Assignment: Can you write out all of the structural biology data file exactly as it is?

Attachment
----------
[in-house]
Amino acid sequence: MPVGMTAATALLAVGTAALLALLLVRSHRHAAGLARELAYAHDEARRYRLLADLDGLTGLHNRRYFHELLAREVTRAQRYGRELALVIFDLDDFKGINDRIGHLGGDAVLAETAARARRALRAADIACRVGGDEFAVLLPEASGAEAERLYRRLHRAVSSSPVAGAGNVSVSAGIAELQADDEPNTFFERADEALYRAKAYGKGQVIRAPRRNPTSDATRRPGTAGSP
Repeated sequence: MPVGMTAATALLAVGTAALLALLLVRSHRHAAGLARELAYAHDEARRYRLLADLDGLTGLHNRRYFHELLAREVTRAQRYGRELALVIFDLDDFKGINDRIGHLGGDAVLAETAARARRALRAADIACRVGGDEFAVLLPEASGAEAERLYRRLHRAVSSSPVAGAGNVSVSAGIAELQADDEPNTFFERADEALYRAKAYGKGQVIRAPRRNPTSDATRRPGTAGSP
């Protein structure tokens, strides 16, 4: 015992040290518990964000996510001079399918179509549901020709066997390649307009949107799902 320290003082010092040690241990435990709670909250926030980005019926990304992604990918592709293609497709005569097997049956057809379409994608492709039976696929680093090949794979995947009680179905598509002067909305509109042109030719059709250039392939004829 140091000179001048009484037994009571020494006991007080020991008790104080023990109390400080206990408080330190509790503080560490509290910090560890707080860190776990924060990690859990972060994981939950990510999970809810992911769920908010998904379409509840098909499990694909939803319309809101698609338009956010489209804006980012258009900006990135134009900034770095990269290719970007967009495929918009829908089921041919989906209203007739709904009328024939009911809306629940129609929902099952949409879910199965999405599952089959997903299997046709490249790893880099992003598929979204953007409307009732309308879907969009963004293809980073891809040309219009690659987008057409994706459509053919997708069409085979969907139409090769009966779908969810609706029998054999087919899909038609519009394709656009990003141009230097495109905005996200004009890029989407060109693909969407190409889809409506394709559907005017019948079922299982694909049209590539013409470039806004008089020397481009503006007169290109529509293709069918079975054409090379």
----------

[in-house]
Amino acid sequence: MPVGMTAATALLAVGTAALLALLLVRSHRHAAGLARELAYAHDEARRYRLLADLDGLTGLHNRRYFHELLAREVTRAQRYGRELALVIFDLDDFKGINDRIGHLGGDAVLAETAARARRALRAADIACRVGGDEFAVLLPEASGAEAERLYRRLHRAVSSSPVAGAGNVSVSAGIAELQADDEPNTFFERADEALYRAKAYGKGQVIRAPRRNPTSDATRRPGTAGSP
Repeated sequence: MPVGMTAATALLAVGTAALLALLLVRSHRHAAGLARELAYAHDEARRYRLLADLDGLTGLHNRRYFHELLAREVTRAQRYGRELALVIFDLDDFKGINDRIGHLGGDAVLAETAARARRALRAADIACRVGGDEFAVLLPEASGAEAERLYRRLHRAVSSSPVAGAGNVSVSAGIAELQADDEPNTFFERADEALYRAKAYGKGQVIRAPRRNPTSDATRRPGTAGSP
């Protein structure tokens, strides 16, 4: 015992040290518990964000996510001079399918179509549901020709066997390649307009949107799902 320290003082010092040690241990435990709670909250926030980005019926990304992604990918592709293609497709005569097997049956057809379409994608492709039976696929680093090949794979995947009680179905598509002067909305509109042109030719059709250039392939004829 140091000179001048009484037994009571020494006991007080020991008790104080023990109390400080206990408080330190509790503080560490509290910090560890707080860190776990924060990690859990972060994981939950990510999970809810992911769920908010998904379409509840098909499990694909939803319309809101698609338009956010489209804006980012258009900006990135134009900034770095990269290719970007967009495929918009829908089921041919989906209203007739709904009328024939009911809306629940129609929902099952949409879910199965999405599952089959997903299997046709490249790893880099992003598929979204953007409307009732309308879907969009963004293809980073891809040309219009690659987008057409994706459509053919997708069409085979969907139409090769009966779908969810609706029998054999087919899909038609519009394709656009990003141009230097495109905005996200004009890029989407060109693909969407190409889809409506394709559907005017019948079922299982694909049209590539013409470039806004008089020397481009503006007169290109529509293709069918079975054409090379």